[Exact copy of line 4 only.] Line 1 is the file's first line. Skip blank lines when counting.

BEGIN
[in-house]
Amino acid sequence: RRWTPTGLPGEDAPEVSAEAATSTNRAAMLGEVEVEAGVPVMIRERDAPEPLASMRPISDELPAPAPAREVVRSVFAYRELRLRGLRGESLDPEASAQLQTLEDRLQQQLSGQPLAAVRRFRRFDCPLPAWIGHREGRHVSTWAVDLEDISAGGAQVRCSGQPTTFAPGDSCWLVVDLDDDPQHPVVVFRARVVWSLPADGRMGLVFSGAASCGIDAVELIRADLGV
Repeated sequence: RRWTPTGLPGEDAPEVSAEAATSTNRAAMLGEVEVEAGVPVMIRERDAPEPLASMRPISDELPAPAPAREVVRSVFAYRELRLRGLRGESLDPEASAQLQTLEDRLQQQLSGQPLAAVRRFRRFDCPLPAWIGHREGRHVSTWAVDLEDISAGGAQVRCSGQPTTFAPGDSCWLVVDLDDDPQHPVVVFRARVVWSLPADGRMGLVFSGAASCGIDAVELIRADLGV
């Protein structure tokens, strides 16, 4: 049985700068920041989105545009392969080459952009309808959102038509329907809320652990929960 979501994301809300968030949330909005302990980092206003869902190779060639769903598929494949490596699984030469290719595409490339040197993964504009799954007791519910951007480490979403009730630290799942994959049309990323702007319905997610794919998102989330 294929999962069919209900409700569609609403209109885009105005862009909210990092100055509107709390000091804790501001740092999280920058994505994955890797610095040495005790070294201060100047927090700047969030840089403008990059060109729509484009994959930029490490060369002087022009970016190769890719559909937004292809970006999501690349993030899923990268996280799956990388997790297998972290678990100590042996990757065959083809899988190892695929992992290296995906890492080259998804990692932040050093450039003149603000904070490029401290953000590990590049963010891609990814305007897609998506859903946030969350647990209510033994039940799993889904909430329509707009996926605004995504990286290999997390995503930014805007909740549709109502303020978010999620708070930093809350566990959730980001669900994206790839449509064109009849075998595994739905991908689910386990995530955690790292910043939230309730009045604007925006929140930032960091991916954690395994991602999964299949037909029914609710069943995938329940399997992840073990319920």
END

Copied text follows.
């Protein structure tokens, strides 16, 4: 049985700068920041989105545009392969080459952009309808959102038509329907809320652990929960 979501994301809300968030949330909005302990980092206003869902190779060639769903598929494949490596699984030469290719595409490339040197993964504009799954007791519910951007480490979403009730630290799942994959049309990323702007319905997610794919998102989330 294929999962069919209900409700569609609403209109885009105005862009909210990092100055509107709390000091804790501001740092999280920058994505994955890797610095040495005790070294201060100047927090700047969030840089403008990059060109729509484009994959930029490490060369002087022009970016190769890719559909937004292809970006999501690349993030899923990268996280799956990388997790297998972290678990100590042996990757065959083809899988190892695929992992290296995906890492080259998804990692932040050093450039003149603000904070490029401290953000590990590049963010891609990814305007897609998506859903946030969350647990209510033994039940799993889904909430329509707009996926605004995504990286290999997390995503930014805007909740549709109502303020978010999620708070930093809350566990959730980001669900994206790839449509064109009849075998595994739905991908689910386990995530955690790292910043939230309730009045604007925006929140930032960091991916954690395994991602999964299949037909029914609710069943995938329940399997992840073990319920």